Case Studies in Kansas Reshoring Have History On Their Side


The Reshoring Initiative’s 2021 Data Report credited the Sunflower State with 41 reshoring and FDI projects tracked between 2010 and 2021, creating 9,142 jobs. Some of that activity is connected to companies with a long track record in the state.

“It’s a truly fantastic facility and we’re so proud of the work our hardworking employees do there to bring Coleman to life for our consumers.”

— Beth Stellato, Chief Communications Officer, Newell Brands, on the company’s steady reshoring and reinvestment at a Coleman manufacturing site in Wichita

The Coleman Company was founded and headquartered in Wichita in 1902 by William Coffin Coleman. In fact, the company’s arc lamps lighted the field for one of the first ever night football games at Wichita’s Fairmount College. Coleman himself even served as mayor of the city in 1923-24.

Over the years, like many companies, Coleman offshored some of its manufacturing. But a decade ago Coleman (part of Newell Brands today) reshored the manufacturing of plastic coolers from China to Wichita.

How’s that working out?

According to a Newell Brands spokesperson, the company reshored additional cooler manufacturing to Wichita in 2014. In 2021 the company moved to add 100 new positions at the plant. And today the operation, which employs 578 people, is pursuing a production capacity expansion that will create over 30 more new full-time jobs in the first half of 2023.

“It’s a truly fantastic facility and we’re so proud of the work our hardworking employees do there to bring Coleman to life for our consumers,” says Beth Stellato, chief communications officer for Newell Brands.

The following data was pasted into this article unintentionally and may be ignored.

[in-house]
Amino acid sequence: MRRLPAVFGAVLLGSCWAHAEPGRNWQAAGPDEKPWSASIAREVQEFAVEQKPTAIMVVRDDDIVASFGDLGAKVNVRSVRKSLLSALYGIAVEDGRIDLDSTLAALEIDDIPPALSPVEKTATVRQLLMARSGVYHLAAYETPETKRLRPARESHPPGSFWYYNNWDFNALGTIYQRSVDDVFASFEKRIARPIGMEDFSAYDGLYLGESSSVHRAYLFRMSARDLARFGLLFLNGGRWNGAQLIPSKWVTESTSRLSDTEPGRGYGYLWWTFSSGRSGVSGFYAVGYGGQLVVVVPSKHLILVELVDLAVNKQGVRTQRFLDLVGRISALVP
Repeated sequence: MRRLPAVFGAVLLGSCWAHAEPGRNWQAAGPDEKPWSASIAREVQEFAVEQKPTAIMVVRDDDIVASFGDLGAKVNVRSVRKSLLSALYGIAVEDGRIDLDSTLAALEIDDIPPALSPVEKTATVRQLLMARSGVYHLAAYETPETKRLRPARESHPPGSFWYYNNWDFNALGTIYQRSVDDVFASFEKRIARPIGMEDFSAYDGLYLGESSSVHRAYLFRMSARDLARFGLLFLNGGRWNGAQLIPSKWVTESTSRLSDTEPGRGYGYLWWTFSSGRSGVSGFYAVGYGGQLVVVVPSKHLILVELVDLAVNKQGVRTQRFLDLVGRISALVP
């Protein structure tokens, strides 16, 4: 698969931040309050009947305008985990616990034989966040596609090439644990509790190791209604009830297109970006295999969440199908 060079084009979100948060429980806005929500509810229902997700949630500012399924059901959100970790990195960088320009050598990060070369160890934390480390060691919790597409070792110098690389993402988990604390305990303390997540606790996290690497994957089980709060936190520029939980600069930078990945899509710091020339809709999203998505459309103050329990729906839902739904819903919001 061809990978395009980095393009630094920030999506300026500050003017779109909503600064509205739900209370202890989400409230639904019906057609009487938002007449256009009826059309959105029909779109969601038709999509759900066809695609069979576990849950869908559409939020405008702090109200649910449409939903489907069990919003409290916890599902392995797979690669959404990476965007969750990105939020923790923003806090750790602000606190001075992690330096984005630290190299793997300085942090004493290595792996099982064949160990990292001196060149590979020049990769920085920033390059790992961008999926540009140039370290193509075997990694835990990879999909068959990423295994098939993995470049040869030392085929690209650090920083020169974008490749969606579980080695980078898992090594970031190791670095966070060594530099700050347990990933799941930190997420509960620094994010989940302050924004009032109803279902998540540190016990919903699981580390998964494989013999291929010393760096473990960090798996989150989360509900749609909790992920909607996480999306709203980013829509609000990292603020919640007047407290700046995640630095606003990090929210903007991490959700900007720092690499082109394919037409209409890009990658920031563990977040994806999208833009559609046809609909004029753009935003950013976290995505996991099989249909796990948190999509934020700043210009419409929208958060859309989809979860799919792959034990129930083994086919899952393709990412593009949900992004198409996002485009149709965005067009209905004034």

One of the companies ready to welcome reshoring to the plains of Kansas is ductile iron castings and machined components manufacturer Farrar Corporation. Just before Independence Day in 2022, Farrar reminded the public of its nearly 90 years of American innovation, starting with a blacksmith and repair shop in Norwich, Kansas, southwest of Wichita, founded in 1933 by Ernst Clifford (E.C.) Farrar. “Almost 90 years later, that single shop on main street has evolved into a foundry, a custom pattern shop, a CNC machining facility, along with corporate offices, and a secondary CNC machining facility across the state in Manhattan,” the company said.

That expansion happened in 2000 under the leadership of company president Joe Farrar. “When the search for new land adjacent to the Norwich campus hit a dead end, Joe started to entertain the idea of expanding the company to a separate location,” the company account explains. “Through a long decision process, Manhattan, Kansas, became the chosen destination due to the city’s exciting bid, geographical benefits and cultural fit. Not to mention, the Farrar family has a long history of devotion to the Kansas State Wildcats.”

Today the company continues to expand, investing in new lines and equipment. “As companies look to re-shore their ductile iron castings and machining, Farrar remains committed to our extraordinary customer service, exceptional quality, and a strong commitment to continued investments in resources,” said Farrar Corporation President/CEO Scott Case in a fall 2022 post. “Our company allows you more flexibility over your order dates, increased ability to modify your order quantities, and tighter controls over your tooling and sourcing needs.”

— Adam Bruns

Mark Arend
Editor Emeritus of Site Selection magazine

Mark Arend

Mark Arend is editor emeritus of Site Selection, and previously served as editor in chief from 2001 to 2023. Prior to joining the editorial staff in 1997, he worked for 10 years in New York City at Wall Street Computer Review, ABA Banking Journal and Global Investment Technology. Mark graduated from the University of Hartford (Conn.) in 1985 and lives near Atlanta, Georgia.